2016-01-01

    Earlier studies provided preliminary support for the role of classical conditioning as a pathway of disgust learning, yet this evidence has been limited to self-report. This study included facial electromyographical (EMG) measurements (corrugator and levator muscles) and a behavioural approach task to assess participants' motivation-to-eat the actual food items (conditioned stimuli, CS). Food items served as CS and film excerpts of a woman vomiting served as unconditioned stimuli (US). Following acquisition the CS+ (neutral CS paired with US disgust) was rated as more disgusting and less positive. Notably, the conditioned response was transferred to the actual food items as evidenced by participants' reported lowered willingness-to-eat. Participants also showed heightened EMG activity in response to the CS+ which seemed driven by the corrugator indexing a global negative affect. These findings suggest that classical conditioning as a pathway of disgust learning can be reliably observed in subjective but not in disgust-specific physiological responding.

  8. Sensitivity and Contribution of Organic Aerosols to Aerosol Optical Properties Based on Their Refractive Index and Hygroscopicity

    Directory of Open Access Journals (Sweden)

    Chang Hoon Jung

    2016-05-01

    Full Text Available Organic carbon (OC accounts for a large fraction of particulate matter. Since many atmospheric organic compounds have different optical properties, it is difficult to determine the optical properties of OC accurately. In particular, hygroscopicity and light absorption of OC are important factors in understanding the aerosol optical properties. In this study, the sensitivity of organic carbon (OC to aerosol optical properties was tested. Both the refractive index and the hygroscopicity of OC were considered. Based on the filter-based monthly averaged sampling measurement data from an intensive observation site in Seoul, Korea, the contribution of each component on the aerosol optical properties was estimated. The aerosol optical properties were simulated by combining the aerosol dynamic model for polydispersed aerosols with an optical properties model based on Mie code. The optical properties were compared with the AERONET Aerosol Optical Thickness (AOT measurement data. In order to estimate the contribution of the light absorption and hygroscopicity of organic carbon (OC on the optical properties of the aerosols, a sensitivity test was conducted with different imaginary refractive indices and OC hygroscopic growth factors. The results show that mass absorption efficiency can be fitted linearly as the imaginary refractive index increases. This means that one can estimate the mass absorption efficiency of OC as a function of the imaginary refractive index. The results also show that mass extinction and absorption efficiency decrease as the hygroscopic factor of OC increases because of the increase in water content. The contribution of OC to the mass extinction efficiency, however, depends on the chemical composition of other aerosol mixtures and hence, more comprehensive studies are required in this regard.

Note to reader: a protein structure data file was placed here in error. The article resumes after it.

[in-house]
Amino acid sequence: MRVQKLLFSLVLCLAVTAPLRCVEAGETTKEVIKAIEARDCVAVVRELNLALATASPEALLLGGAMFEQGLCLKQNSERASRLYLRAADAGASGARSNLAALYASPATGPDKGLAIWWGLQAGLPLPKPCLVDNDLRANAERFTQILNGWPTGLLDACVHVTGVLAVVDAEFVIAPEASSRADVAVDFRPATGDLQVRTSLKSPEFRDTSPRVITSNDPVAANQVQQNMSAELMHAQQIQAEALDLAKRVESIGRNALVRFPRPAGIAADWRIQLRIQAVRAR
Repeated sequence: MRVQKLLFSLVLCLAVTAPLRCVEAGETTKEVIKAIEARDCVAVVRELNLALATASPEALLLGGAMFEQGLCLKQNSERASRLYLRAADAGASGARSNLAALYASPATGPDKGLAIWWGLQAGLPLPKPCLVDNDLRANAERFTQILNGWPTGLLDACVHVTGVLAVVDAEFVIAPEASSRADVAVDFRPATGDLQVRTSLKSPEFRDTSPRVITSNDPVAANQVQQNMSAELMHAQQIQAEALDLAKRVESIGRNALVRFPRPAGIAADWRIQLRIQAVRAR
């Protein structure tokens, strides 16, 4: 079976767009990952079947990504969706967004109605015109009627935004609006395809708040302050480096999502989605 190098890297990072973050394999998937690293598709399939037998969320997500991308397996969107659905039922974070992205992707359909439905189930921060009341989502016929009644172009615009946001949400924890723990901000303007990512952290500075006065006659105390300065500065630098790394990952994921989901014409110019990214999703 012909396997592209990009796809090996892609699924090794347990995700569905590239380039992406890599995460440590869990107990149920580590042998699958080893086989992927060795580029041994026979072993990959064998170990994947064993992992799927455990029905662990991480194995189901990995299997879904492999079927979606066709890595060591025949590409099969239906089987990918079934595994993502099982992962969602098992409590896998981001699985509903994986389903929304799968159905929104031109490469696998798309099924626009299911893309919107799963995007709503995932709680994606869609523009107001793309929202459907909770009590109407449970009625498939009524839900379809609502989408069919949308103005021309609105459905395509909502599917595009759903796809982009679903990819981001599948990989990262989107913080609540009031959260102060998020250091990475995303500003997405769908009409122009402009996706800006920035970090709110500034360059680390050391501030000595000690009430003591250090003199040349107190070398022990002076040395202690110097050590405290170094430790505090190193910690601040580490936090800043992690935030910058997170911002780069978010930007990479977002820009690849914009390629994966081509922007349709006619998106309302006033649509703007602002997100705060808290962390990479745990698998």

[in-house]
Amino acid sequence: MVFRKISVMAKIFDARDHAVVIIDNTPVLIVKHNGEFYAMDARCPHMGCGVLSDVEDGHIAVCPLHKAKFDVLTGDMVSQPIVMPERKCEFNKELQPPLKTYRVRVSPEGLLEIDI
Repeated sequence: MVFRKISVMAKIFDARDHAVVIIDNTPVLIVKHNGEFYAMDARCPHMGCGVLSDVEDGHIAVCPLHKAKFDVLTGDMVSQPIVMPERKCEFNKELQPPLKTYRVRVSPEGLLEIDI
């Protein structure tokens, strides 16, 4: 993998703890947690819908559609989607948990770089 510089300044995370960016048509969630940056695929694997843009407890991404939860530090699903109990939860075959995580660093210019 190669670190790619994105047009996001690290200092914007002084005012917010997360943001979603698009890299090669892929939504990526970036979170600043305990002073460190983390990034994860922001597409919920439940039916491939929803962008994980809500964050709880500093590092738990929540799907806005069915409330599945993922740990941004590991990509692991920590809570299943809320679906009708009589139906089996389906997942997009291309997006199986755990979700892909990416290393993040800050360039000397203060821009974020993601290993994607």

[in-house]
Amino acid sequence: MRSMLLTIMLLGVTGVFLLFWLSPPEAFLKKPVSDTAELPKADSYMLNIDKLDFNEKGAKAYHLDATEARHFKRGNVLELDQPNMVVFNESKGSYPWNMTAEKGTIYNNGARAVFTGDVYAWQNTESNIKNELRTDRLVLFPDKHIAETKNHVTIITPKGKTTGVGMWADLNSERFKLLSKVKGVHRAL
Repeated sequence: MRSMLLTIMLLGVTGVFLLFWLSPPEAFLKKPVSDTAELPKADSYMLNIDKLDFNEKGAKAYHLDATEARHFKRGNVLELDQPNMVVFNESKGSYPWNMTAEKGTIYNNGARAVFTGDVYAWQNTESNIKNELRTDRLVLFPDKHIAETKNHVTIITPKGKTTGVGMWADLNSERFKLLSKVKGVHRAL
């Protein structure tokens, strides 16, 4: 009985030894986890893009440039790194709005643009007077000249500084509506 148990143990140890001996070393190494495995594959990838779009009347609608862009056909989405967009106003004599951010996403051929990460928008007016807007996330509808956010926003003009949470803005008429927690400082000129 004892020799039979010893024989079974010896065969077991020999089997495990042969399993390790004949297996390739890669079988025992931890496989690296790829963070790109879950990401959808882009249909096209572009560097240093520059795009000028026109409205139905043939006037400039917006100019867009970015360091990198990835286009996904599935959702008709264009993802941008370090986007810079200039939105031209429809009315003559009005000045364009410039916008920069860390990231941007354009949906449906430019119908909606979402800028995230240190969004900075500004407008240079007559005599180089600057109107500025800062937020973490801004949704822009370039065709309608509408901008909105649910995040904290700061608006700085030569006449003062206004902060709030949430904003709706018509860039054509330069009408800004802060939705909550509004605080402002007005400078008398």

9. Relations between shyness-sensitivity and internalizing problems in Chinese children: moderating effects of academic achievement.

    Science.gov (United States)

    Chen, Xinyin; Yang, Fan; Wang, Li

    2013-07-01

    Shy-sensitive children are likely to develop adjustment problems in today's urban China as the country has evolved into an increasingly competitive, market-oriented society. The main purpose of this one-year longitudinal study was to examine the moderating effects of academic achievement on relations between shyness-sensitivity and later internalizing problems in Chinese children. A sample of 1171 school-age children (591 boys, 580 girls) in China, initially at the age of 9 years, participated in the study. Data on shyness, academic achievement, and internalizing problems were collected from multiple sources including peer evaluations, teacher ratings, self-reports, and school records. It was found that shyness positively and uniquely predicted later loneliness, depression, and teacher-rated internalizing problems, with the stability effect controlled, for low-achieving children, but not for high-achieving children. The results indicate that, consistent with the stress buffering model, academic achievement may be a buffering factor that serves to protect shy-sensitive children from developing psychological problems.